Later that day, civil rights organizations who met with Sandberg and Facebook Chief Executive Officer Mark Zuckerberg criticized the company for not taking seriously their demands to better police its service from hate speech and misinformation.
Sandberg, Zuckerberg, and Chief Product Officer Chris Cox spoke with leaders from the NAACP, the Anti-Defamation League and Color of Change after their organizations led an advertising boycott of the site that has swelled to include hundreds of companies. The Facebook executives also spoke with Vanita Gupta, President of The Leadership Conference on Civil and Human Rights, and NAACP Legal Defense and Educational Fund President Sherrilyn Ifill about voter suppression issues.
Last month, Gupta pressed Zuckerberg on the Nevada and Michigan posts but Zuckerberg told her Trump’s posts represented hard “edge cases,” Bloomberg has reported. Gupta said she disagreed and told him “at every turn you should be making the decision to weigh in favor of fair elections and protecting voting rights.”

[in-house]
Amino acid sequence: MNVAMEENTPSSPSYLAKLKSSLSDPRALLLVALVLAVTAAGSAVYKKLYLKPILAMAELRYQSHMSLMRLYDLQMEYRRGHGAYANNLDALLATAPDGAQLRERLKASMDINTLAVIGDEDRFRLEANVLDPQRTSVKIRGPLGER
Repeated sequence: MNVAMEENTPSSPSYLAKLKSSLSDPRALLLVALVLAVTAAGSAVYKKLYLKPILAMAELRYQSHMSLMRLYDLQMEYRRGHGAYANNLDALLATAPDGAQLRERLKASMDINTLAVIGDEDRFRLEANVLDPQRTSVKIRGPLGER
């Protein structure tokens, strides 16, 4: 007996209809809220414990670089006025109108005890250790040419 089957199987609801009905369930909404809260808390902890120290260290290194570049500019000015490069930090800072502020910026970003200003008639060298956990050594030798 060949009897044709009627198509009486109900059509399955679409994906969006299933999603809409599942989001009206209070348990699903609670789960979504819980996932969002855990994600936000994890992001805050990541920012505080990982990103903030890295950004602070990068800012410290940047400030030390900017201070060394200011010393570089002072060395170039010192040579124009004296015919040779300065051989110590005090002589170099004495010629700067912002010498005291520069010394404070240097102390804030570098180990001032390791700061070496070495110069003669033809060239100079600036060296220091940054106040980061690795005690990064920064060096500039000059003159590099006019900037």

Facebook announced last month it would attach a link to an election information hub to all posts that include information about voting.
Gupta said in an interview on Tuesday she requested a subsequent meeting with Zuckerberg and Sandberg and a larger number of civil rights groups who advised the auditors to discuss Murphy’s results.